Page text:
Marc Dollinger, who holds the Richard and Rhoda Goldman Chair in Jewish Studies and Social Responsibility at San Francisco State University, said that despite these diverse roots, many American Jews still have a hard time seeing and accepting Jews from nonwhite backgrounds.
"I don’t think most people are ready for these changes, nationally," Dollinger said. "Tradition is very powerful, change is very scary, and nonwhite Jews are still different enough and enough of an anomaly that (in some places) they would be seen as at best a curiosity, and at worst, a threat to tradition."
Lacey Schwartz was raised in a secular white Jewish family, but learned at 18 that her father was black. She felt that her Jewish peers questioned whether she was really born a Jew. Schwartz, who is working on a documentary about her experiences, said her adult life has been marked by an effort to find a place in which she could be accepted as both Jewish and of African descent.
"I think it’s more about feeling like I could walk into a room and feel like I would not be questioned… how to be one person, be yourself and walk into any door and not leave any piece of yourself behind," said Schwartz, who also works as an outreach coordinator for Be'chol Lashon.
Be’chol Lashon’s summer camp activities, like this play about the book of Genesis, are designed to help Jewish kids of all backgrounds strengthen their connections with the faith.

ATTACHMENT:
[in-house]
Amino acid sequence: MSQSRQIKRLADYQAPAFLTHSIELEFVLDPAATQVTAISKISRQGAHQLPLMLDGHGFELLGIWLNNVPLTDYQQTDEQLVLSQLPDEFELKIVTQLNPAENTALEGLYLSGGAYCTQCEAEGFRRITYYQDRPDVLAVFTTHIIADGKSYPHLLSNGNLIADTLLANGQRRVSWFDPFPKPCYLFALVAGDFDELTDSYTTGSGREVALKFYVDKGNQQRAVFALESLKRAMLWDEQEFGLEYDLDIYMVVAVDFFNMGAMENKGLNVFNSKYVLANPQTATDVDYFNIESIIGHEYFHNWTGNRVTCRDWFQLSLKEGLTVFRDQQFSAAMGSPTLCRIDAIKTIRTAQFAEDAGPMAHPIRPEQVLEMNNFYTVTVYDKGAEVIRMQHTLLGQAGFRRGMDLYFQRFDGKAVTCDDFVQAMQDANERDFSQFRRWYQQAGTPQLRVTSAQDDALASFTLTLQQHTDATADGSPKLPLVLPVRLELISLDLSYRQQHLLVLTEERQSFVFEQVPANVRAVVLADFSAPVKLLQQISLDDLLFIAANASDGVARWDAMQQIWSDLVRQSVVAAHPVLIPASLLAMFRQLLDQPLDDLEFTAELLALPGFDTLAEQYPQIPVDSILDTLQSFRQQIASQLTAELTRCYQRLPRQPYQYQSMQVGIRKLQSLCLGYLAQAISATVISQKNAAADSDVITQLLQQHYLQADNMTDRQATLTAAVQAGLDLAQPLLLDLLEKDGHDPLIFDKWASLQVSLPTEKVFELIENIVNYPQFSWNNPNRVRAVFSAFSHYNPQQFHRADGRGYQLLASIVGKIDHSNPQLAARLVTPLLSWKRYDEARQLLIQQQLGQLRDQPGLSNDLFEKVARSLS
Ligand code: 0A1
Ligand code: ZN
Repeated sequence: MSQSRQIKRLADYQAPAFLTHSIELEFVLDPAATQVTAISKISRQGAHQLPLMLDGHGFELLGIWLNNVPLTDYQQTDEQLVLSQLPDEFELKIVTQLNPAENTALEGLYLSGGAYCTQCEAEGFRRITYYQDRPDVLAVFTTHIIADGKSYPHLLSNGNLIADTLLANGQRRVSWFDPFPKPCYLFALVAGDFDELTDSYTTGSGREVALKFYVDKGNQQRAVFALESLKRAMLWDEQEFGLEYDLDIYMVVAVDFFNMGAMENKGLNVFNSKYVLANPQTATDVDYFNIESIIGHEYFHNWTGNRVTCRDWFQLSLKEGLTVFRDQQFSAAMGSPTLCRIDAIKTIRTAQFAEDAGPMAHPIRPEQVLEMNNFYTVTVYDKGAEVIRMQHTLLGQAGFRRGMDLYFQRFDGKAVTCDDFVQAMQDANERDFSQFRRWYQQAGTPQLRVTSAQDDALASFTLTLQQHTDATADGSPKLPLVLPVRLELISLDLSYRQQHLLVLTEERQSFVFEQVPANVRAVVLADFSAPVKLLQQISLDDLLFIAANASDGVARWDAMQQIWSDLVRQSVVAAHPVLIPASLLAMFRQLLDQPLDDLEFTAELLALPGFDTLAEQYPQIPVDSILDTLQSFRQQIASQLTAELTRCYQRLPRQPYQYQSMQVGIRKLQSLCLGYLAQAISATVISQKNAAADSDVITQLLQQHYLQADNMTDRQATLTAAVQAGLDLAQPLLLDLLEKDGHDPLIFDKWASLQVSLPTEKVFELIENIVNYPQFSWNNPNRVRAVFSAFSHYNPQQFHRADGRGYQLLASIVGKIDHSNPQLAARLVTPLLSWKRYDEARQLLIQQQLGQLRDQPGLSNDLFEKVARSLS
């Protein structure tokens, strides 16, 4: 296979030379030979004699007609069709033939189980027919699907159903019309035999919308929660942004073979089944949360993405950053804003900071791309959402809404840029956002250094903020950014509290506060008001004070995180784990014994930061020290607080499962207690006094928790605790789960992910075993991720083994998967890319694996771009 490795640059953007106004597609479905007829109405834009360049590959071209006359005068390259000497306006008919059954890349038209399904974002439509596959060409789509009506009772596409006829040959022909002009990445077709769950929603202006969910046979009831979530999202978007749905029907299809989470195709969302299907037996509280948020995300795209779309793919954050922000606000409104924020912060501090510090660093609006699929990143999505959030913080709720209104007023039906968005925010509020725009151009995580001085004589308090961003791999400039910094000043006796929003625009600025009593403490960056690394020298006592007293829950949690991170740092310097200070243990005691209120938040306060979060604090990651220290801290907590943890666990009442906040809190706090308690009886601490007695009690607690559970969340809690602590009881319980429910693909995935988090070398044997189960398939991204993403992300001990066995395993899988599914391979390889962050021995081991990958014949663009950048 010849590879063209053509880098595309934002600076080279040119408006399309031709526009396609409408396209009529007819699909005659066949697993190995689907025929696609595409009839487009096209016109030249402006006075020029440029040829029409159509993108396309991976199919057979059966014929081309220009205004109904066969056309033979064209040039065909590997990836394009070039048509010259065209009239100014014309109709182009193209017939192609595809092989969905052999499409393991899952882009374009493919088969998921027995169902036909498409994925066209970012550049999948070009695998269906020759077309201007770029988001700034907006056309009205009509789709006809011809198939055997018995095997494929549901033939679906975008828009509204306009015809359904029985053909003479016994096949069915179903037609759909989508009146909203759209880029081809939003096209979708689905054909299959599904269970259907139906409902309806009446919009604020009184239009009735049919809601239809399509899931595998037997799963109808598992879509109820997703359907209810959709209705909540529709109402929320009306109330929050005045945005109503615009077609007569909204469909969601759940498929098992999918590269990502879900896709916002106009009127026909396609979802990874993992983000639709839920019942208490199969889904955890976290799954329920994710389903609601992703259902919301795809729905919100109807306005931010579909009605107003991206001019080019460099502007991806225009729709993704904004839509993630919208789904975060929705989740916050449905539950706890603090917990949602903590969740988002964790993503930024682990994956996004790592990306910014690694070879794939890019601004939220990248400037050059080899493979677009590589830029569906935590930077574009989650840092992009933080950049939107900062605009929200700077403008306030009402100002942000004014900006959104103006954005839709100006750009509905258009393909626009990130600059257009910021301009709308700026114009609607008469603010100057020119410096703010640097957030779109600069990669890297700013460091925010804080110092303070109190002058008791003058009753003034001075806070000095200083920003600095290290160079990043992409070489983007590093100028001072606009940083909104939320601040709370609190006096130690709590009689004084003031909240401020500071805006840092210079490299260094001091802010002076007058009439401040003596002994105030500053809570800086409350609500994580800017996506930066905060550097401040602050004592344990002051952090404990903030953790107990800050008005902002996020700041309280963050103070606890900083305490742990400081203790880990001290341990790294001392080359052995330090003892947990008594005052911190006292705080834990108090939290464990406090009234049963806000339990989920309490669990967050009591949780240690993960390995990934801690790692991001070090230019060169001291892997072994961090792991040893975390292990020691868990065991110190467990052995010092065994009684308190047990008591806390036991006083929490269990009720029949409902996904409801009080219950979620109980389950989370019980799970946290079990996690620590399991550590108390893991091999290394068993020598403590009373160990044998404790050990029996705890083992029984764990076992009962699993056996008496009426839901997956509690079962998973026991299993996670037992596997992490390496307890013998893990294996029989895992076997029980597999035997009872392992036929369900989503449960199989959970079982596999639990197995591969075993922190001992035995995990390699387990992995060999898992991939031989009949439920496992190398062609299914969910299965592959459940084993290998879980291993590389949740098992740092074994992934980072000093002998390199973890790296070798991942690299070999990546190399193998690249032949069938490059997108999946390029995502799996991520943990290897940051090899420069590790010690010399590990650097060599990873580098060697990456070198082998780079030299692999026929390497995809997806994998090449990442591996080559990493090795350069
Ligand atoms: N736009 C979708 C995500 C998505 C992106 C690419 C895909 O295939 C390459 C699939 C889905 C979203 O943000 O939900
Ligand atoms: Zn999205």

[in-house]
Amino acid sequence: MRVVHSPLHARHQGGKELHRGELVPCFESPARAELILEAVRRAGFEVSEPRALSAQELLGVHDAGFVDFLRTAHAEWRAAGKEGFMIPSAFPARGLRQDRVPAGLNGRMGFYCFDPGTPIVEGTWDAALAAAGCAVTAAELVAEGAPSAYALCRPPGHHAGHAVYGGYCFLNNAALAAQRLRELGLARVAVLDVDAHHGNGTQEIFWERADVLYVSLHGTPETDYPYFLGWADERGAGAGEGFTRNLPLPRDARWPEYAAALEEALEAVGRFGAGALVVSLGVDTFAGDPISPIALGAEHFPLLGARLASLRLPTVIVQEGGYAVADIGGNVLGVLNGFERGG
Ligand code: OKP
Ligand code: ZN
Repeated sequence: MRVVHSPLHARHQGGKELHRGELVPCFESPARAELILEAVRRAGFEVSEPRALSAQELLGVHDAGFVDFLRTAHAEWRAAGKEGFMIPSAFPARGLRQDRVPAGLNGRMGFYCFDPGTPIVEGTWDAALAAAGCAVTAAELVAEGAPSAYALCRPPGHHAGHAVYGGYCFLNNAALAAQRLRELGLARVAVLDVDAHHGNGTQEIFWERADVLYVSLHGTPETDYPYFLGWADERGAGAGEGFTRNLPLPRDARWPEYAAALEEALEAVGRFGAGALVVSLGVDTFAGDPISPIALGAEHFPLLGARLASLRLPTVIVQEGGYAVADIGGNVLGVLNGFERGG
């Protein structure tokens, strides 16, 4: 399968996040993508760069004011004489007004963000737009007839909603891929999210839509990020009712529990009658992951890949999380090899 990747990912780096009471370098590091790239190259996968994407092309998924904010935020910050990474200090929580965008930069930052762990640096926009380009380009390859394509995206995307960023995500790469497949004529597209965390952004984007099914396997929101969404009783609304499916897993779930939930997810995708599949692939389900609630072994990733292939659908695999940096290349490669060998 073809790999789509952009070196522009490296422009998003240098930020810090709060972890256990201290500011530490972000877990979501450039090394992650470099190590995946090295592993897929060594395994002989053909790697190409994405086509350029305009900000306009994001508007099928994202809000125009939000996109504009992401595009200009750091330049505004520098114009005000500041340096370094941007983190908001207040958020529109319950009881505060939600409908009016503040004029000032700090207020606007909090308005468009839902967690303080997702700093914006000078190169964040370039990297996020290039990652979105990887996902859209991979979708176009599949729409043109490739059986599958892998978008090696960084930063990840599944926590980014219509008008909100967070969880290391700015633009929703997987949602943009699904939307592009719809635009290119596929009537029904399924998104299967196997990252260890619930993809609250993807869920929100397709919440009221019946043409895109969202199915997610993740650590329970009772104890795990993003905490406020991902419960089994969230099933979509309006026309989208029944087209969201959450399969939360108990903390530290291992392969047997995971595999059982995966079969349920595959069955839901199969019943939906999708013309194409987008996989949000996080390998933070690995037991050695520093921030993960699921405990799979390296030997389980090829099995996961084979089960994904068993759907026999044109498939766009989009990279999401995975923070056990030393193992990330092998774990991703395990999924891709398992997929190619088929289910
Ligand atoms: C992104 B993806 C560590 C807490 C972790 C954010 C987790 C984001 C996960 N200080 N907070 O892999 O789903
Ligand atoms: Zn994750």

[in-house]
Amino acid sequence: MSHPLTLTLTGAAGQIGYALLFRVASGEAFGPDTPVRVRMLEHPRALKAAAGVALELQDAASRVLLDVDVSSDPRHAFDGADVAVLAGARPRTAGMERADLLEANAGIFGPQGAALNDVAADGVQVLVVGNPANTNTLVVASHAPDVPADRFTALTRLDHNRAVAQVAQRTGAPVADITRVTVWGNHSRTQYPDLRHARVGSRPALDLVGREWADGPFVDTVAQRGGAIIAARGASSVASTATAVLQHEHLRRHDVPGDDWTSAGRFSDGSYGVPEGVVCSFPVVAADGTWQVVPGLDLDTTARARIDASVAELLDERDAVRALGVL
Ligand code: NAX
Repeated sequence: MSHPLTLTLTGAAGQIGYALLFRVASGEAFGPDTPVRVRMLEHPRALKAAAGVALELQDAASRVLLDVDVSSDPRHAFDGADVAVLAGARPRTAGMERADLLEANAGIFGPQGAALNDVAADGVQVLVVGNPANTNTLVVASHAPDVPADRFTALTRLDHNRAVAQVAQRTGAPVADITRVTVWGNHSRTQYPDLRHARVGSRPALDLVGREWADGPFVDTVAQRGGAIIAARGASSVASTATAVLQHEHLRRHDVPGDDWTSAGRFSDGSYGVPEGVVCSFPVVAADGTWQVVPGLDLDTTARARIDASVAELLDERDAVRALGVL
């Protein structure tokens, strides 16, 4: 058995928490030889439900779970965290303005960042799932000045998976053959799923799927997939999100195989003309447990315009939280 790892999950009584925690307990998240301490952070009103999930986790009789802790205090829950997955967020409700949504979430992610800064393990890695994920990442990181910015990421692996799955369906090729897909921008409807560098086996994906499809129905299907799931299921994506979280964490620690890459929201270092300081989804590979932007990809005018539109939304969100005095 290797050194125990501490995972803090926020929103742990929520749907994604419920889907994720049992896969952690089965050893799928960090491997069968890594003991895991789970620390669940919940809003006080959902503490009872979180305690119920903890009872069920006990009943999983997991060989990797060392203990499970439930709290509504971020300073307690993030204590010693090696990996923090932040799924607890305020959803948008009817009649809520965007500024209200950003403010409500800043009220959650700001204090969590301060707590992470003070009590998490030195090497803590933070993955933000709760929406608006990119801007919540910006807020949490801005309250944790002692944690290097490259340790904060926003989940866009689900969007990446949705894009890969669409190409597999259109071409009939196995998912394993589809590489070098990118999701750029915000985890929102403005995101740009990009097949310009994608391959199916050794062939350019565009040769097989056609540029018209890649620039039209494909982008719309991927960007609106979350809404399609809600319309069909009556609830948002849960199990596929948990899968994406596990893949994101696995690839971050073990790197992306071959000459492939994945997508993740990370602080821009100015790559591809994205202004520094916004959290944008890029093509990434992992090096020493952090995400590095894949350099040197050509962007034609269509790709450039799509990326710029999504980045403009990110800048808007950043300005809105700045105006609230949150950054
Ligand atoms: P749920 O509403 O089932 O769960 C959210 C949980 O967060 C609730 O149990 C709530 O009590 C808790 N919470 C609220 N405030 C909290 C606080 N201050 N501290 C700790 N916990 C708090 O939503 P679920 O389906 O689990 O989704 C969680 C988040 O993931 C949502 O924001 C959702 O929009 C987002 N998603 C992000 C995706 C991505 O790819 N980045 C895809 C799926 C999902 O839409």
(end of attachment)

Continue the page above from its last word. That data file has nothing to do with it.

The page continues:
Orthodox Rabbi Benjamin Blech said that mistreatment of converts and the Jewish children of intermarriages is forbidden by Jewish law.
"They are not representative of the mainstream of orthodox Judaism or anyone familiar with Jewish law," said Blech, who is an assistant professor of the Talmud at Yeshiva University. "In Jewish law we are supposed to be more warm and more receptive to these people and to converts, knowing that they have a more difficult row to hoe."
But Blech also said that marriages to non-Jews are prohibited under Jewish law, and that marriage outside the faith is a threat to the continued viability of the Jewish people.
"We Jews have survived, and the reason we have survived is because of this law. The minute it's bridged it takes a generation or two and there are no more Jews. If (the couple) promises to raise their child as a Jew,and if they will, they might be an exception to that rule, but the rule is not to go down that road, because it's too dangerous."
Diane Tobin said that the history of persecution against Jews has made the community as a whole more wary of those perceived as outsiders – even if those persons meet most rabbinical definitions of Jewishness by having a Jewish parent and following Jewish traditions. But she notes that it doesn't have to stay that way.
"We should be more welcoming, and it's not helpful for us not to be part of the marketplace of religions,"said Tobin.
Erik Ludwig, Be'chol Lashon’s chief operating officer, said it's important for the community as a whole to recognize that there is no one way to be Jewish.
"Judaism is not monolithic," Ludwig said. "Different cultures bring different practices, which should be celebrated, to the experience."
Originally published here: